Test driving VeoRide, the newest electric scooter in Wichita
There’s a new scooter in town. Or more accurately, about 500 new scooters in town.
Chicago-based VeoRide rolled out 500 of its scooters onto Wichita’s streets this week, bringing the number of electric rental scooters based here to about 1,000.
Boston-based Zagster rolled out its local fleet of 500 Spin scooters almost exactly a month ago, getting the jump on the Wichita market.
VeoRide claims it has a better scooter design than the competition and hopes to catch up quickly. VeoRide scooters have a wider deck, longer wheelbase and bigger tires than the competition.
Luis Lopez of Wichita has ridden them both and he gave the VeoRide scooter higher marks.
The bigger tires soaked up vibration better on the rough brick streets of Old Town, he said.
“That was one of the major problems you’d run into with the other ones, you’d shake a lot when you’re running into the brick,” Lopez said.
While all rental scooters are limited to 15 mph by city ordinance, the VeoRide takes off quicker, he said.
“I like it so far,” he said. “I’m definitely going to use this one now more.”
Both companies’ scooters cost the same to rent: $1 to start a ride and 15 cents a minute after that. And they both rent using an app that’s available through the Apple and Google Play stores.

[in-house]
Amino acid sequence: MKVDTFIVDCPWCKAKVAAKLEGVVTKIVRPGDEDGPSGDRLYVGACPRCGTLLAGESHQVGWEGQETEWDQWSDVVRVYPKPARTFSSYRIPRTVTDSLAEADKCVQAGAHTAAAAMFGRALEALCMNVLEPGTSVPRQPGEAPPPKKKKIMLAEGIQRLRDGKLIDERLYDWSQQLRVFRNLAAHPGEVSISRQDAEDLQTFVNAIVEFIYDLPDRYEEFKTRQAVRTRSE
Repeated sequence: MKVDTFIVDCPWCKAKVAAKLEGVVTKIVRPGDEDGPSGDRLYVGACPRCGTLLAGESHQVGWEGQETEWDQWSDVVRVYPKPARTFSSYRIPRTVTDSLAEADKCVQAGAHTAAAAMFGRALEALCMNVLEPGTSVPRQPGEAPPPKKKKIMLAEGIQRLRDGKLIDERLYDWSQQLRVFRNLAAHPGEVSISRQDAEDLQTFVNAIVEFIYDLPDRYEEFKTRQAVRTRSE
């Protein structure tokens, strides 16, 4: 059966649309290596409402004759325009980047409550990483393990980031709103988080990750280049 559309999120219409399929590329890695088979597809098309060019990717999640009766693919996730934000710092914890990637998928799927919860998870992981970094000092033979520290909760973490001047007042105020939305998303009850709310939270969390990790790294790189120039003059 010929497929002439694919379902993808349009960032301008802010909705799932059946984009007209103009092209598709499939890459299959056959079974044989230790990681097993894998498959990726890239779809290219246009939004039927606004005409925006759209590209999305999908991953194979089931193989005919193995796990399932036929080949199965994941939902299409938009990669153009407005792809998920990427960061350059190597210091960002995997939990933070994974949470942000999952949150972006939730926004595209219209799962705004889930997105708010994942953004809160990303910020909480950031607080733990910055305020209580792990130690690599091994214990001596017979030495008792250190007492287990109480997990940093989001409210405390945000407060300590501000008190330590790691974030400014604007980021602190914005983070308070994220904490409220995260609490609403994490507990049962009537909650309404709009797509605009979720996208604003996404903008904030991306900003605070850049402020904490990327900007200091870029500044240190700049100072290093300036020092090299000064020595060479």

Wichita recently passed regulations on e-scooter usage, hoping to avoid problems that have surfaced in some cities where they operate unregulated.
Under Wichita’s rules:
▪ Operators have to be 18 or older to rent a scooter.
▪ The top allowable speed of rental scooters is 15 mph.
▪ Scooters won’t be allowed on any sidewalks, or streets where the speed limit for cars is more than 35 mph.
▪ Scooters have to automatically shut down at dusk or 9 p.m., whichever comes first.
▪ City staff can immediately impound any scooter that’s blocking traffic or otherwise creating a hazard.
The rules apply only to rental companies.
Privately owned scooters and electric skateboards were exempted after suburban owners objected to the rules, saying they would be impractical in east and west Wichita, where the speed limits on local streets are higher.